Friday, May 25, 2018

Elections in Iran favor ayatollah's allies

BEIRUT, Lebanon — With the bulk of seats decided in Iran's parliamentary elections, it appeared Sunday that the supreme leader, Ayatollah Ali Khamenei, has gained the majority he needed not just to bring the country's president to heel, but to eliminate the position entirely.

Khamenei has jousted repeatedly with President Mahmoud Ahmadinejad — as well as the two previous presidents — so he secured the majority at Ahmadinejad's expense.

The ayatollah will seek "to eliminate the post of president," said Aliakbar Mousavi Khoeini, a former reformist member of the Parliament now living in exile in the United States.

"If they can get that, they will not hold the next presidential election. Instead Parliament will chose a prime minister," he said. "Then Khamenei will essentially have everything he does approved and pushed through Parliament by his allies."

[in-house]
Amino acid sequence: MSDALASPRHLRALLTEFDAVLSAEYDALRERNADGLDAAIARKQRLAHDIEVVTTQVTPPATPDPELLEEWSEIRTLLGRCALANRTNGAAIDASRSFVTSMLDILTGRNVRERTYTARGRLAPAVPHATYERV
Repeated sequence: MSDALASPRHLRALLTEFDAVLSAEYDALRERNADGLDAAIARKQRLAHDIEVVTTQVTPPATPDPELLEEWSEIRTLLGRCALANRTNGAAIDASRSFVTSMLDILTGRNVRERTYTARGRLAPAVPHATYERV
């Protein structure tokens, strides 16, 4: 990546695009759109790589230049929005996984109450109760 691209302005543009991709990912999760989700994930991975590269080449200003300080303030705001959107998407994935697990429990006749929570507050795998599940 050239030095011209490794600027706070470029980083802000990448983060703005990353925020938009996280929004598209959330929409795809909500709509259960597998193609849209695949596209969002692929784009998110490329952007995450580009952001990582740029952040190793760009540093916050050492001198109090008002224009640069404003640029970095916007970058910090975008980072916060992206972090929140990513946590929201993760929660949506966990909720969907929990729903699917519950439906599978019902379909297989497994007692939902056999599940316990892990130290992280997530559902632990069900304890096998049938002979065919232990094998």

Khamenei suggested in October that Iran would be better off governed under a parliamentary system in which the prime minister was chosen from members of the 290-seat Parliament. Under Iran's electoral system, most reformist candidates were barred from running in Friday's election, essentially creating a contest between the two main hard-liner camps.

With 90 percent of the districts counted, Khamenei's allies had won some 75 percent of the 200 seats in those districts, according to Press TV, Iran's state-financed satellite channel, quoting the Interior Ministry. Full results are expected today or Tuesday, and runoff elections by next month.

The outcome, which could drastically reshape the domestic political landscape, is not expected to impact foreign policy. Khamenei has long pushed a confrontational stance toward the West.

Khamenei is not expected to try to eliminate the presidency until Ahmadinejad's second term expires in June 2013.

Dissident sentenced: A prominent Iranian human rights lawyer has been sentenced to 18 years in prison by a Tehran court. Abdolfattah Soltani, 58, was also banned from exercising his profession for 20 years and he will be sent to a remote prison. Soltani co-founded a human rights group with Iranian Nobel Peace Prize laureate Shirin Ebadi.

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